[Todd is busy soaking up the sun in greener pastures for the weekend. This edition of The Weekend Read is brought to you by Kathleen Breitman, a Strategy Associate at R3.]
1. In the Beginning
A big shout-out and congratulations to our Lab team for putting the rubber to the road with Project Genesis:
“[40 banks] connected to R3-managed private distributed ledger technologies built by Chain, Eris Industries, Ethereum, IBM and Intel. They evaluated the strengths and weaknesses of each technology by running smart contracts that were programmed to facilitate issuance, secondary trading and redemption of commercial paper, a short-term fixed income security typically issued by corporations to raise funding.
Each of the distributed ledgers ran a smart contract based on identical business logic to enable the banks to accurately compare the difference in performance between them. Cloud computing resources were provided by Microsoft Azure, IBM Cloud and Amazon AWS to host the distributed ledgers.”
2. Into the Ether
Vitalik Buterin conducted a very interesting interview, published Thursday, where he discusses his progress with Ethereum and some potential directions the project will take. Most interesting to me:
“BC: When will the issuance of Ether taper off?
VB: We are planning a proof of stake switch early next year, which will greatly reduce issuance, likely to 0-2m per year.”
Over the past week, the price of Ether has almost doubled while BTC fell 10%. The price of ETH has been correlated to BTC but the two have uncoupled. This pattern hasn’t traditionally happened with an alt coin and it may signal more direct competition between the two.
[Data Courtesy of Coinmarketcap.com]
At present, it looks like ETH is bucking the trend of most alt coins. That said, this could also be a temporary liquidity issue due to ETH primarily being traded for BTC.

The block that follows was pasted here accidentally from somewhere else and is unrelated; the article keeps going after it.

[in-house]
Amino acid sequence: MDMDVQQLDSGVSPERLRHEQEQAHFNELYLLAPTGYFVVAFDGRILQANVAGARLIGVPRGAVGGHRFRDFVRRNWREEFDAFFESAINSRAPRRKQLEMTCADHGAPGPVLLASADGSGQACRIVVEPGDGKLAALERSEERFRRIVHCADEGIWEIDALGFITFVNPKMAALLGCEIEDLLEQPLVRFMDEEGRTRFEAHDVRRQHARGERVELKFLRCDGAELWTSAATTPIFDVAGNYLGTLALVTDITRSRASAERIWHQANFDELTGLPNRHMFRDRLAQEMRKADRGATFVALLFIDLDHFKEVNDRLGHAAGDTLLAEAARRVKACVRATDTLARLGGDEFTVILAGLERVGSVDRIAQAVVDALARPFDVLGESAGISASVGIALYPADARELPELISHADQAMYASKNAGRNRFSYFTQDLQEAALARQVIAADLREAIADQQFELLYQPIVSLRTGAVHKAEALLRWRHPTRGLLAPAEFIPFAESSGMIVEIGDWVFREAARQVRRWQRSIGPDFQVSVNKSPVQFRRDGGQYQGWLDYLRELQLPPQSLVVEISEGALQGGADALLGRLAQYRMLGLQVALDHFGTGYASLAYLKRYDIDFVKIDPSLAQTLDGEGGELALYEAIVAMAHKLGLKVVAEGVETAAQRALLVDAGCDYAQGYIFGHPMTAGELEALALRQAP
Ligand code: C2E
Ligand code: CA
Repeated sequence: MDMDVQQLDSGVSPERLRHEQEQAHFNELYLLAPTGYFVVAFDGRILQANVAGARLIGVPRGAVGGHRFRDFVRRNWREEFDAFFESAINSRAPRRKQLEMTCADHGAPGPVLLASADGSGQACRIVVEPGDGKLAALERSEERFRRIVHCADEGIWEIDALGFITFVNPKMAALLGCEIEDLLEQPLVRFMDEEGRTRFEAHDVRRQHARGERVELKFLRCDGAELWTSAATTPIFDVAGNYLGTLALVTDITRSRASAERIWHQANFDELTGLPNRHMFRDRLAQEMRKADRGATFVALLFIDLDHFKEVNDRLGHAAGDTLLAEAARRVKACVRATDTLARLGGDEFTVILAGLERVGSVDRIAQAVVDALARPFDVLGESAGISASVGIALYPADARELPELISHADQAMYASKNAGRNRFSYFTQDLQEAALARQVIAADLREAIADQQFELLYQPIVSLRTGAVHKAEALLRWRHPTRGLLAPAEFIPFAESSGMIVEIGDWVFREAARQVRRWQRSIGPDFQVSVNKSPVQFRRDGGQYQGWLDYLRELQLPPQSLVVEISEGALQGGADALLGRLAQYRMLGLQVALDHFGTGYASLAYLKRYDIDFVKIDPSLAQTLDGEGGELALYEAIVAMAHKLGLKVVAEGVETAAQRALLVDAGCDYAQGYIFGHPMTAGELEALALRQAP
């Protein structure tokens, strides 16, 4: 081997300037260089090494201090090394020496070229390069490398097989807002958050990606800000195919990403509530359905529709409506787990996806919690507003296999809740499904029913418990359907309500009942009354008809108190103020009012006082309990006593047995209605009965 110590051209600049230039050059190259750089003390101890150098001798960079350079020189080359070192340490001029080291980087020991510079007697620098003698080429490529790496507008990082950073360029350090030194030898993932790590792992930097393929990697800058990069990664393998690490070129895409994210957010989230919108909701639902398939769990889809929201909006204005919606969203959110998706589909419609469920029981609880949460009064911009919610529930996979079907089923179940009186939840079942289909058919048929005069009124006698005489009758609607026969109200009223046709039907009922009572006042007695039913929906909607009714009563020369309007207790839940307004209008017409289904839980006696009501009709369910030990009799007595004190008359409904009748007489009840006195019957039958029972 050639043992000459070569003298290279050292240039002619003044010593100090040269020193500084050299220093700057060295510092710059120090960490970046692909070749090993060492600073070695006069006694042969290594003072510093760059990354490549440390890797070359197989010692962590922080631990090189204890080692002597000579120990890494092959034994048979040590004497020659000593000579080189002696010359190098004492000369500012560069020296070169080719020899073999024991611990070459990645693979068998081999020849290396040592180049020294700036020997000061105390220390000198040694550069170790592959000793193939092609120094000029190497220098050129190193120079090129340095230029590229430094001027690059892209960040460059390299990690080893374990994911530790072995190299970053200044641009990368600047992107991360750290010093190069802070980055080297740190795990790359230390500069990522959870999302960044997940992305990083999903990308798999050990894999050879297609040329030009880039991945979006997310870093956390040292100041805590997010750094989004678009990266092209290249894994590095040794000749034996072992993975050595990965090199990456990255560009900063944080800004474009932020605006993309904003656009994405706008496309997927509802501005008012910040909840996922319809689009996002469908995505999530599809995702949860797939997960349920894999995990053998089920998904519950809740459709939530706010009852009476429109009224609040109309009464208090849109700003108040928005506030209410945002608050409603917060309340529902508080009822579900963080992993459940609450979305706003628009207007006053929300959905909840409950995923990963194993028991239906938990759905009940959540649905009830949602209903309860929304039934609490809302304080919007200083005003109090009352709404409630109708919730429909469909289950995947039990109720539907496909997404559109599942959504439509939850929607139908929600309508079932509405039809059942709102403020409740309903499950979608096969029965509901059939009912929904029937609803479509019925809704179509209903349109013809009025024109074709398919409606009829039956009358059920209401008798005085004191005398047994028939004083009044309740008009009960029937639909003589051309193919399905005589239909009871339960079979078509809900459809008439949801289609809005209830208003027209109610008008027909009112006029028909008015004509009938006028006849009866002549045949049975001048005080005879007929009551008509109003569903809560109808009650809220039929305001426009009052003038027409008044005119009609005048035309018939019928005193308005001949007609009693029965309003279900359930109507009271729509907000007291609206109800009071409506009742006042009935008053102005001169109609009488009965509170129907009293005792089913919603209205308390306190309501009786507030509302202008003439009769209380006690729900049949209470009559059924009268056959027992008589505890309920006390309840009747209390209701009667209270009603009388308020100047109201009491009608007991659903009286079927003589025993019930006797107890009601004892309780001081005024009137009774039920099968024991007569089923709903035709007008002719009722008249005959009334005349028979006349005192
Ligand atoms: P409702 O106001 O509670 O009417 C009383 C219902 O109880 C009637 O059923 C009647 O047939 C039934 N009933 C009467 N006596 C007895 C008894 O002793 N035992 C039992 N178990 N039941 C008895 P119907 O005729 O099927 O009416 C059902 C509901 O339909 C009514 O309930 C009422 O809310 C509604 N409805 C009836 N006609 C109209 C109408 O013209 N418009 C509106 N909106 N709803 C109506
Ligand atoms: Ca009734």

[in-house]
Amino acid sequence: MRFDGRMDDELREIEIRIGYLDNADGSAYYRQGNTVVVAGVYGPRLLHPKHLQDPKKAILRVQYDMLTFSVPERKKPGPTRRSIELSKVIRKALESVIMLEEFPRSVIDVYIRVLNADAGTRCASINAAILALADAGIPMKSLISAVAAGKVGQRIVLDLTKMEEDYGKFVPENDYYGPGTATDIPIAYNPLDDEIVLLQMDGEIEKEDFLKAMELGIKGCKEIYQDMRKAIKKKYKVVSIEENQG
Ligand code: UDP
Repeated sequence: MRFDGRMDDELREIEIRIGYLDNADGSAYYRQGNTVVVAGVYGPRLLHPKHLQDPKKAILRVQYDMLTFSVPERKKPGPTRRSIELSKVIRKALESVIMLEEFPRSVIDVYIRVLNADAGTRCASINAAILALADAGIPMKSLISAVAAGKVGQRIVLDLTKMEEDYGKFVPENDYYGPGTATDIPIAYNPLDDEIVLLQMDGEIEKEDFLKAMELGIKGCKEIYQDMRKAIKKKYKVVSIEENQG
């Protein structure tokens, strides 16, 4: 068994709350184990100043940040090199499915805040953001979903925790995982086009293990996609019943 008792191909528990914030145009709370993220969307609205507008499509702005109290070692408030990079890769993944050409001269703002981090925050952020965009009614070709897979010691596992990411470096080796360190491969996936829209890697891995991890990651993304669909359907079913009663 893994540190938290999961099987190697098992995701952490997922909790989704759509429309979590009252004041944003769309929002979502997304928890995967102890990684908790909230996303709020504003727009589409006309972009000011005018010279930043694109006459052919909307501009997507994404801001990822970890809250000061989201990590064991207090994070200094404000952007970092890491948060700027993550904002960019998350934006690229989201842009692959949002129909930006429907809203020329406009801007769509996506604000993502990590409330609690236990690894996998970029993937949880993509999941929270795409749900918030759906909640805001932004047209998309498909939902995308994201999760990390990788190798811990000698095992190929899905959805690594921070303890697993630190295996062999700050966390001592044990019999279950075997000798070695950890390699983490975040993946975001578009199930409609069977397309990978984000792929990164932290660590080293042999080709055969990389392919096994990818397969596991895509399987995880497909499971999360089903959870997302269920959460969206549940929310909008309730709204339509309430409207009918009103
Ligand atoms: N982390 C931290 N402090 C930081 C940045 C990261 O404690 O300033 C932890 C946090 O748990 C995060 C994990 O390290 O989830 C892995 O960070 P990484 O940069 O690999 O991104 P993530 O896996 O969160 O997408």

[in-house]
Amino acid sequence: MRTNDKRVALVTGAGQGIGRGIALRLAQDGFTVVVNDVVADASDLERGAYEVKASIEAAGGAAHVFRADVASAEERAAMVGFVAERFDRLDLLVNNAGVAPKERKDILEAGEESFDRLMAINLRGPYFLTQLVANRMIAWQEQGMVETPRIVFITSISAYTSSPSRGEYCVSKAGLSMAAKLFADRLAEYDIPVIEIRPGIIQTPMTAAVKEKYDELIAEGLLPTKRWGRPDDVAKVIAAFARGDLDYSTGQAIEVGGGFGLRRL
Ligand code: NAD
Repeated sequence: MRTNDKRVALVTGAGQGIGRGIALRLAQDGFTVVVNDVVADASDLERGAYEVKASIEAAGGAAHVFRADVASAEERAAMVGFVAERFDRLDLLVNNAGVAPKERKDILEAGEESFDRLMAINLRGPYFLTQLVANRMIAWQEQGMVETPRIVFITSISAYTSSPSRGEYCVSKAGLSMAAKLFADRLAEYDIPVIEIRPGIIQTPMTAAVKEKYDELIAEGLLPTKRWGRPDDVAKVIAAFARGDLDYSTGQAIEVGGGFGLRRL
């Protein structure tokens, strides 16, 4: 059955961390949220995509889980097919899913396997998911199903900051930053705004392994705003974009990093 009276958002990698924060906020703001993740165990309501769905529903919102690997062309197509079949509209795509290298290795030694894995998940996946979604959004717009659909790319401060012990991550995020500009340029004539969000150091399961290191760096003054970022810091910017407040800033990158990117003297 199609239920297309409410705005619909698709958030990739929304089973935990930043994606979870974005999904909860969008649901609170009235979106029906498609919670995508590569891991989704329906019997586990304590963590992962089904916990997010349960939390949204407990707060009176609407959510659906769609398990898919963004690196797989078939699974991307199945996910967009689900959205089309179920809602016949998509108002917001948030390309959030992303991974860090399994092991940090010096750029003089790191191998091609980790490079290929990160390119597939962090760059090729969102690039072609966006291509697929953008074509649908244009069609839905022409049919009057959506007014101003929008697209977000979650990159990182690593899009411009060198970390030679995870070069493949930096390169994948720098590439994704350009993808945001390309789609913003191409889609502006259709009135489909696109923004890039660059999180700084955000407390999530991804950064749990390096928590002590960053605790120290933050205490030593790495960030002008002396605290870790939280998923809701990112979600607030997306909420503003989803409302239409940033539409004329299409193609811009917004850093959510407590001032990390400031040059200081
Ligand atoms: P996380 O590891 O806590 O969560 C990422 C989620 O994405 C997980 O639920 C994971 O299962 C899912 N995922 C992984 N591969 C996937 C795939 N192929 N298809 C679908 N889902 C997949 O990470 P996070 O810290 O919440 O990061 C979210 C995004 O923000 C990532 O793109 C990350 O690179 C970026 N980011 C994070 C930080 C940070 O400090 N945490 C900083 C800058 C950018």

3. On Truth and Lies and “Blockchain”
Computer scientists will tell you that blockchains are not a particularly new application of distributed ledger technology or cryptographic methods. And, though scores of “innovation experts” will tell you otherwise, blockchains are only good for a select subset of business problems. In a closed network, most use cases would be better served by a distributed ledger or a centralized database.
While I appreciate the factual bases of frustration with this newfound interest in “blockchain”, I think it’s fantastic to see many executives start to rethink their approach to data and technology. I try to employ precision in my word choice but, if I have to use the word “blockchain” to communicate a better way to approach a problem, I’m happy to forgo my pedantic inclinations and keep the big picture in mind.
That said, I do have grievances. Over the past year, I’ve enjoyed talking to many businesspeople about the potential of distributed ledgers and how they can help solve problems. Since my sojourn began, I’ve seen the word “blockchain” evolve from a way to describe the bundling, validation and ordering of transactions, to a way of describing distributed ledger technology broadly. Now, however, “blockchain” has become a catchall for new technology. (Selected turns of phrase now include: “How are you approaching blockchain?” “Are you ready for blockchain?”) In an effort to preserve the word’s meaning, I have created a table for interpreting “blockchain talk”:
I’m speaking at the MIT Bitcoin Expo this Sunday. Please don’t hesitate to say “hello” or drop me a line if you will be there!